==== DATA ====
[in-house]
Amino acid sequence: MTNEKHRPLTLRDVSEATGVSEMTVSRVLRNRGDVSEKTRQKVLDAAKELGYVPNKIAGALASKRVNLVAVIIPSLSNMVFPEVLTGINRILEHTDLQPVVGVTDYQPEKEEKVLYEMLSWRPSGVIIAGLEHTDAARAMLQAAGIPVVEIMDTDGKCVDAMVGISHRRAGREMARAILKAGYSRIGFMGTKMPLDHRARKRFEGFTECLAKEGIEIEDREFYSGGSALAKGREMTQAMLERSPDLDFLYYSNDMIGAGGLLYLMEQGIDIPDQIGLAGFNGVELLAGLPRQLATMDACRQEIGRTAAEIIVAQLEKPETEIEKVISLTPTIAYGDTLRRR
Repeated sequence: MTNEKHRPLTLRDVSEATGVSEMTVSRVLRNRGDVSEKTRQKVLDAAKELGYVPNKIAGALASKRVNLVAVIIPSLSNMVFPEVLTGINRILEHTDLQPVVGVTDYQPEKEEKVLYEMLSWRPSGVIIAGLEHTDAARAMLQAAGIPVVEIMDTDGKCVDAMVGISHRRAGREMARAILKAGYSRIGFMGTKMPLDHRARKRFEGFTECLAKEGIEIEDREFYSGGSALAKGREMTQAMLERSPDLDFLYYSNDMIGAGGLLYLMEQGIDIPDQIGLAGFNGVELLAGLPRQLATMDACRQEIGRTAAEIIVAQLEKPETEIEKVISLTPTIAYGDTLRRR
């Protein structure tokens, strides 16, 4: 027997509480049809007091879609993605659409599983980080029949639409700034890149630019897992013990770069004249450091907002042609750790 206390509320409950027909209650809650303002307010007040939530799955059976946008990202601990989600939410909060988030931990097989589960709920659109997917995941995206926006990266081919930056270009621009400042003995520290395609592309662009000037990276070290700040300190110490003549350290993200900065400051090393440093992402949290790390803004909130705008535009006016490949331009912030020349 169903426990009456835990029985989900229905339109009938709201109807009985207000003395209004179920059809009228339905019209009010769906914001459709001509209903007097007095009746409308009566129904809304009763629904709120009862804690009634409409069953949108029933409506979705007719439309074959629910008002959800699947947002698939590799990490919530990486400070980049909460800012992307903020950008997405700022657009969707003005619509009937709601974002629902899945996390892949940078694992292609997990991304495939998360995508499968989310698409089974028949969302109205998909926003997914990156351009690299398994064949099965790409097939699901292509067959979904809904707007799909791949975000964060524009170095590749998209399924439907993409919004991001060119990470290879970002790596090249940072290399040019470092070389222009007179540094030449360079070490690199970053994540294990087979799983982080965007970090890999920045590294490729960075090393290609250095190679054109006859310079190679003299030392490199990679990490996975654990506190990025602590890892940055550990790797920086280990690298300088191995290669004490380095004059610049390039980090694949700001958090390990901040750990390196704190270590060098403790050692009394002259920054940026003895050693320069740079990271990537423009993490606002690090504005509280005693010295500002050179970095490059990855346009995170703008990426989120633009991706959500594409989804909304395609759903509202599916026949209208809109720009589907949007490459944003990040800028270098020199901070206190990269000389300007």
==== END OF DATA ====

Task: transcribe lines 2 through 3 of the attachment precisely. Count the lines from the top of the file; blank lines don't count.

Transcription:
Amino acid sequence: MTNEKHRPLTLRDVSEATGVSEMTVSRVLRNRGDVSEKTRQKVLDAAKELGYVPNKIAGALASKRVNLVAVIIPSLSNMVFPEVLTGINRILEHTDLQPVVGVTDYQPEKEEKVLYEMLSWRPSGVIIAGLEHTDAARAMLQAAGIPVVEIMDTDGKCVDAMVGISHRRAGREMARAILKAGYSRIGFMGTKMPLDHRARKRFEGFTECLAKEGIEIEDREFYSGGSALAKGREMTQAMLERSPDLDFLYYSNDMIGAGGLLYLMEQGIDIPDQIGLAGFNGVELLAGLPRQLATMDACRQEIGRTAAEIIVAQLEKPETEIEKVISLTPTIAYGDTLRRR
Repeated sequence: MTNEKHRPLTLRDVSEATGVSEMTVSRVLRNRGDVSEKTRQKVLDAAKELGYVPNKIAGALASKRVNLVAVIIPSLSNMVFPEVLTGINRILEHTDLQPVVGVTDYQPEKEEKVLYEMLSWRPSGVIIAGLEHTDAARAMLQAAGIPVVEIMDTDGKCVDAMVGISHRRAGREMARAILKAGYSRIGFMGTKMPLDHRARKRFEGFTECLAKEGIEIEDREFYSGGSALAKGREMTQAMLERSPDLDFLYYSNDMIGAGGLLYLMEQGIDIPDQIGLAGFNGVELLAGLPRQLATMDACRQEIGRTAAEIIVAQLEKPETEIEKVISLTPTIAYGDTLRRR